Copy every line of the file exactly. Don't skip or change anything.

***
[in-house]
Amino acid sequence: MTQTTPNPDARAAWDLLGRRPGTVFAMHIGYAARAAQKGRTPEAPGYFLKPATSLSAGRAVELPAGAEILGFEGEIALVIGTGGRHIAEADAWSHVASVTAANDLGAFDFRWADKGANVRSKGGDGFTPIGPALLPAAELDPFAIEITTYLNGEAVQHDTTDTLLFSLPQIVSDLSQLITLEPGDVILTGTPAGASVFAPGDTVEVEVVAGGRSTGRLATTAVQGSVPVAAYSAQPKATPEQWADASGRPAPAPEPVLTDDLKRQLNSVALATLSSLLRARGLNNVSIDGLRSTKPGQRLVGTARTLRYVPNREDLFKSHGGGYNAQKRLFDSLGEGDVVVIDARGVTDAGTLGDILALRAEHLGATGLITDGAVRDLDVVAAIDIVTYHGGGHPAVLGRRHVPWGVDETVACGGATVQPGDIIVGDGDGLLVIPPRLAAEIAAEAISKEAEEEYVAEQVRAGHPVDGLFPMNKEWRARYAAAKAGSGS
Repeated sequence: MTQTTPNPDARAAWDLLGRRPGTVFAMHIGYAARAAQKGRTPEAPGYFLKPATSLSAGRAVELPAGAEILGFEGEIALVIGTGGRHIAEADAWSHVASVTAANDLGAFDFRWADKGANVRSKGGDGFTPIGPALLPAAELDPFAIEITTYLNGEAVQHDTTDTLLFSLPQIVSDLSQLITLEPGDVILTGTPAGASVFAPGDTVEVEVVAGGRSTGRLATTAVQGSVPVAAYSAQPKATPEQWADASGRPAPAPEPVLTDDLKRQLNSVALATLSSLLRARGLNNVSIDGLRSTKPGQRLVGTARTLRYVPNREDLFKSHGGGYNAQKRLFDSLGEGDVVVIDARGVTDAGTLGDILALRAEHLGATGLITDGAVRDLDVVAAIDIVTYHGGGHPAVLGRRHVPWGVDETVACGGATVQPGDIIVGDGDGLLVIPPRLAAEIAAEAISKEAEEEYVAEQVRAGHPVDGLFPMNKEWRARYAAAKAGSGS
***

[in-house]
Amino acid sequence: MTQTTPNPDARAAWDLLGRRPGTVFAMHIGYAARAAQKGRTPEAPGYFLKPATSLSAGRAVELPAGAEILGFEGEIALVIGTGGRHIAEADAWSHVASVTAANDLGAFDFRWADKGANVRSKGGDGFTPIGPALLPAAELDPFAIEITTYLNGEAVQHDTTDTLLFSLPQIVSDLSQLITLEPGDVILTGTPAGASVFAPGDTVEVEVVAGGRSTGRLATTAVQGSVPVAAYSAQPKATPEQWADASGRPAPAPEPVLTDDLKRQLNSVALATLSSLLRARGLNNVSIDGLRSTKPGQRLVGTARTLRYVPNREDLFKSHGGGYNAQKRLFDSLGEGDVVVIDARGVTDAGTLGDILALRAEHLGATGLITDGAVRDLDVVAAIDIVTYHGGGHPAVLGRRHVPWGVDETVACGGATVQPGDIIVGDGDGLLVIPPRLAAEIAAEAISKEAEEEYVAEQVRAGHPVDGLFPMNKEWRARYAAAKAGSGS
Repeated sequence: MTQTTPNPDARAAWDLLGRRPGTVFAMHIGYAARAAQKGRTPEAPGYFLKPATSLSAGRAVELPAGAEILGFEGEIALVIGTGGRHIAEADAWSHVASVTAANDLGAFDFRWADKGANVRSKGGDGFTPIGPALLPAAELDPFAIEITTYLNGEAVQHDTTDTLLFSLPQIVSDLSQLITLEPGDVILTGTPAGASVFAPGDTVEVEVVAGGRSTGRLATTAVQGSVPVAAYSAQPKATPEQWADASGRPAPAPEPVLTDDLKRQLNSVALATLSSLLRARGLNNVSIDGLRSTKPGQRLVGTARTLRYVPNREDLFKSHGGGYNAQKRLFDSLGEGDVVVIDARGVTDAGTLGDILALRAEHLGATGLITDGAVRDLDVVAAIDIVTYHGGGHPAVLGRRHVPWGVDETVACGGATVQPGDIIVGDGDGLLVIPPRLAAEIAAEAISKEAEEEYVAEQVRAGHPVDGLFPMNKEWRARYAAAKAGSGS